The opioid system in stress-induced memory disorders: From basic mechanisms to clinical implications in post-traumatic stress disorder and Alzheimer's disease


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Abstract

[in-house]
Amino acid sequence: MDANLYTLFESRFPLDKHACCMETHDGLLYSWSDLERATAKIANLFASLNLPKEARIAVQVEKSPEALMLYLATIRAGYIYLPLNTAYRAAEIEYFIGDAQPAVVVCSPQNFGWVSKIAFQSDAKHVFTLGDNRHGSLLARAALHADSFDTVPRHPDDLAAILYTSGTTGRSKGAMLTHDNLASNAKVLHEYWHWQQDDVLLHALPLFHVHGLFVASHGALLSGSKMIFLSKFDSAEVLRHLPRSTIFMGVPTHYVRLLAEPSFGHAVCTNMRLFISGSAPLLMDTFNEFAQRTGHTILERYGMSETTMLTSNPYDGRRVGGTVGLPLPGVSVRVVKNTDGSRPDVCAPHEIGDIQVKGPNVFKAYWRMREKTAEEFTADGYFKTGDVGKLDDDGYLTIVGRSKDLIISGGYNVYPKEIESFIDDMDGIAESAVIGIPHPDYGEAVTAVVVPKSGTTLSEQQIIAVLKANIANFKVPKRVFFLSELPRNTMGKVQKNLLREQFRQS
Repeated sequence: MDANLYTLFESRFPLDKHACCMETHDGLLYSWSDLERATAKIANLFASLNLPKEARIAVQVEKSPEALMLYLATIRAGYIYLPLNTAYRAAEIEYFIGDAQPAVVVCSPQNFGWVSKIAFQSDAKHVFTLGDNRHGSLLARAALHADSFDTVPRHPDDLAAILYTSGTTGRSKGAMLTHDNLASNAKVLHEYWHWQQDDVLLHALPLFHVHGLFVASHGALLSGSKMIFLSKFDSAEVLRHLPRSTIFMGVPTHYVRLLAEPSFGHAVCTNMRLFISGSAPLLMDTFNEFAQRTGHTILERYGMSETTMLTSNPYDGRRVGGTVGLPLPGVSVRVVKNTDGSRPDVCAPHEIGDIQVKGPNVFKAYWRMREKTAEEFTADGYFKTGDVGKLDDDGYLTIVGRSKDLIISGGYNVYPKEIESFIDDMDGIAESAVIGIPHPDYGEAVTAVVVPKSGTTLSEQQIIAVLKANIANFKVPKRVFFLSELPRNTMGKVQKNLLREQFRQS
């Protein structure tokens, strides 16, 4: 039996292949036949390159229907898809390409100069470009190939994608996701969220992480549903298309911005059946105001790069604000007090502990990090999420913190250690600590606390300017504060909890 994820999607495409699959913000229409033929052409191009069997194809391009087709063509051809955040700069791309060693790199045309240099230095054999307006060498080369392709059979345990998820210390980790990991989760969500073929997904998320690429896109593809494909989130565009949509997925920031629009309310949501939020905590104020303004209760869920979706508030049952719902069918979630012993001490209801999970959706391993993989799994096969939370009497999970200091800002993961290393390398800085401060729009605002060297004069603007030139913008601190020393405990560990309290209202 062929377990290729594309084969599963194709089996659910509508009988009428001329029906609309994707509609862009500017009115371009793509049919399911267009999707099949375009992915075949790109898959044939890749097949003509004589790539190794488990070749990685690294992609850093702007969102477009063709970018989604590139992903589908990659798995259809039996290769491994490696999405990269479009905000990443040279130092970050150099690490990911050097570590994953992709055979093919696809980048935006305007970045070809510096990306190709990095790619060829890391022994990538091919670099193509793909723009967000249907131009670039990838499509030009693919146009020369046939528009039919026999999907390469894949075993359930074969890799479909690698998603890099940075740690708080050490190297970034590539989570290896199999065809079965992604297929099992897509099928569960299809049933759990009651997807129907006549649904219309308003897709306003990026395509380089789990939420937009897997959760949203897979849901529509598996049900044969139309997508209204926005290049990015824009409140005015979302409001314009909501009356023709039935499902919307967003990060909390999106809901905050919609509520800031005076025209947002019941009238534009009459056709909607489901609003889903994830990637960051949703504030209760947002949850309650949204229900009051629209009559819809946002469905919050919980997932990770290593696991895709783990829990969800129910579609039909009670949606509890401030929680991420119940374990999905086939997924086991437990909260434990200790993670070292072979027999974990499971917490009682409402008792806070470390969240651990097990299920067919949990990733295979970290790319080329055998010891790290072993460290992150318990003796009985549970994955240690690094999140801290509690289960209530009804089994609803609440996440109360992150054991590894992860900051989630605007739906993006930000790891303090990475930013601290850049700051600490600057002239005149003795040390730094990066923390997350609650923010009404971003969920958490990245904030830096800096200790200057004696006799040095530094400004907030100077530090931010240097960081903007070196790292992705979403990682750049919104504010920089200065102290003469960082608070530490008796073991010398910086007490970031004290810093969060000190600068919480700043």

Cognitive and emotional impairment are a serious consequence of stress exposure and are core features of neurological and psychiatric conditions that involve memory disorders. Indeed, acute and chronic stress are high-risk factors for the onset of post-traumatic stress disorder (PTSD) and Alzheimer’s disease (AD), two devastating brain disorders associated with memory dysfunction. Besides the sympathetic nervous system and the hypothalamic–pituitary–adrenal (HPA) axis, stress response also involves the activation of the opioid system in brain regions associated with stress regulation and memory processing. In this context, it is possible that stress-induced memory disorders may be attributed to alterations in the interaction between the neuroendocrine stress system and the opioid system. In this review, we: (1) describe the effects of acute and chronic stress on memory, and the modulatory role of the opioid system, (2) discuss the contribution of the opioid system to the pathophysiology of PTSD and AD, and (3) present evidence of current and potential therapies that target the opioid receptors to treat PTSD- and AD-associated symptoms.HighlightsAcute and chronic stress exert opposite effects on episodic, emotional, and stimulus-response memoriesDivergent effects of stress on memory are controlled by activation of the opioid systemEndogenous opioids in the limbic system are a critical neural substrate in the pathophysiology of Alzheimer's Disease (AD) and posttraumatic stress disorder (PTSD)Opioid system is a therapeutic target for treating memory dysfunction in AD and PTSD

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